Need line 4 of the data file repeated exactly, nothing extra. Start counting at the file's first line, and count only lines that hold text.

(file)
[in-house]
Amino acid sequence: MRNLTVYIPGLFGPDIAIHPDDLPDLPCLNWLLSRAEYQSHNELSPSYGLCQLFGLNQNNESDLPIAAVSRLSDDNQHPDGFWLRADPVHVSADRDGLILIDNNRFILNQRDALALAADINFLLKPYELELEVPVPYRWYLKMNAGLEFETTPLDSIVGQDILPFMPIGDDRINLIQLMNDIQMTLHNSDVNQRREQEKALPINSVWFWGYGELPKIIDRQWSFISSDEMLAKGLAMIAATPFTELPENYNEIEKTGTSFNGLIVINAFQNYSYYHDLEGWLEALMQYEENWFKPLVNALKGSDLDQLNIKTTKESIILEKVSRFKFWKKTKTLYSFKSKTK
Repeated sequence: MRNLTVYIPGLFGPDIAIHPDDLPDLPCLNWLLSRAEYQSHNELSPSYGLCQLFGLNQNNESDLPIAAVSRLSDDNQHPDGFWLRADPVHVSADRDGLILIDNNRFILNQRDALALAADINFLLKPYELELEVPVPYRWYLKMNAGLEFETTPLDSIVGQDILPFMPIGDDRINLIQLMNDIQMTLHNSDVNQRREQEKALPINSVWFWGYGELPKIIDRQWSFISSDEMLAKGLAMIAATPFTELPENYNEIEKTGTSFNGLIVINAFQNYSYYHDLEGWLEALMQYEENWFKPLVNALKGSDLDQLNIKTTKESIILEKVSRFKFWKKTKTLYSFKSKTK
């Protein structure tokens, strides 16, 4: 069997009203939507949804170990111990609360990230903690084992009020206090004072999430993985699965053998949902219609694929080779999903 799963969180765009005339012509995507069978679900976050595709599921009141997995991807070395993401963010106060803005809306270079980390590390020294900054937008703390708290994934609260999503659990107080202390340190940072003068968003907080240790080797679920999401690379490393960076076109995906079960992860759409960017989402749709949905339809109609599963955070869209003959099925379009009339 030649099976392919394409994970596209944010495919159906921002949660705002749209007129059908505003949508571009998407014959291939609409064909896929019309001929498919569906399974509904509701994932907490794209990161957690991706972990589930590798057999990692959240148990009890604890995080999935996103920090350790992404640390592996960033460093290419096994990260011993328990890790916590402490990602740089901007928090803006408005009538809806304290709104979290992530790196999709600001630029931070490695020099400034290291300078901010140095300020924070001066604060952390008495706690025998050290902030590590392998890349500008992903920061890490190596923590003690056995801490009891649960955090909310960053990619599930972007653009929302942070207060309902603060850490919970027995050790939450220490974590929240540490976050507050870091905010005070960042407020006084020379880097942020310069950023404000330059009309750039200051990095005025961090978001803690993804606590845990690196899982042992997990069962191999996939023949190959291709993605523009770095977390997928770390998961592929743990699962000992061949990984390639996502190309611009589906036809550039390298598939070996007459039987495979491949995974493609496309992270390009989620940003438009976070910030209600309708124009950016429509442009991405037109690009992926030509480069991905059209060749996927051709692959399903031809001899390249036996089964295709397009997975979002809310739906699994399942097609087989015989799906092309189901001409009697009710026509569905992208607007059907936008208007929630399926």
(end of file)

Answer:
């Protein structure tokens, strides 16, 4: 069997009203939507949804170990111990609360990230903690084992009020206090004072999430993985699965053998949902219609694929080779999903 799963969180765009005339012509995507069978679900976050595709599921009141997995991807070395993401963010106060803005809306270079980390590390020294900054937008703390708290994934609260999503659990107080202390340190940072003068968003907080240790080797679920999401690379490393960076076109995906079960992860759409960017989402749709949905339809109609599963955070869209003959099925379009009339 030649099976392919394409994970596209944010495919159906921002949660705002749209007129059908505003949508571009998407014959291939609409064909896929019309001929498919569906399974509904509701994932907490794209990161957690991706972990589930590798057999990692959240148990009890604890995080999935996103920090350790992404640390592996960033460093290419096994990260011993328990890790916590402490990602740089901007928090803006408005009538809806304290709104979290992530790196999709600001630029931070490695020099400034290291300078901010140095300020924070001066604060952390008495706690025998050290902030590590392998890349500008992903920061890490190596923590003690056995801490009891649960955090909310960053990619599930972007653009929302942070207060309902603060850490919970027995050790939450220490974590929240540490976050507050870091905010005070960042407020006084020379880097942020310069950023404000330059009309750039200051990095005025961090978001803690993804606590845990690196899982042992997990069962191999996939023949190959291709993605523009770095977390997928770390998961592929743990699962000992061949990984390639996502190309611009589906036809550039390298598939070996007459039987495979491949995974493609496309992270390009989620940003438009976070910030209600309708124009950016429509442009991405037109690009992926030509480069991905059209060749996927051709692959399903031809001899390249036996089964295709397009997975979002809310739906699994399942097609087989015989799906092309189901001409009697009710026509569905992208607007059907936008208007929630399926």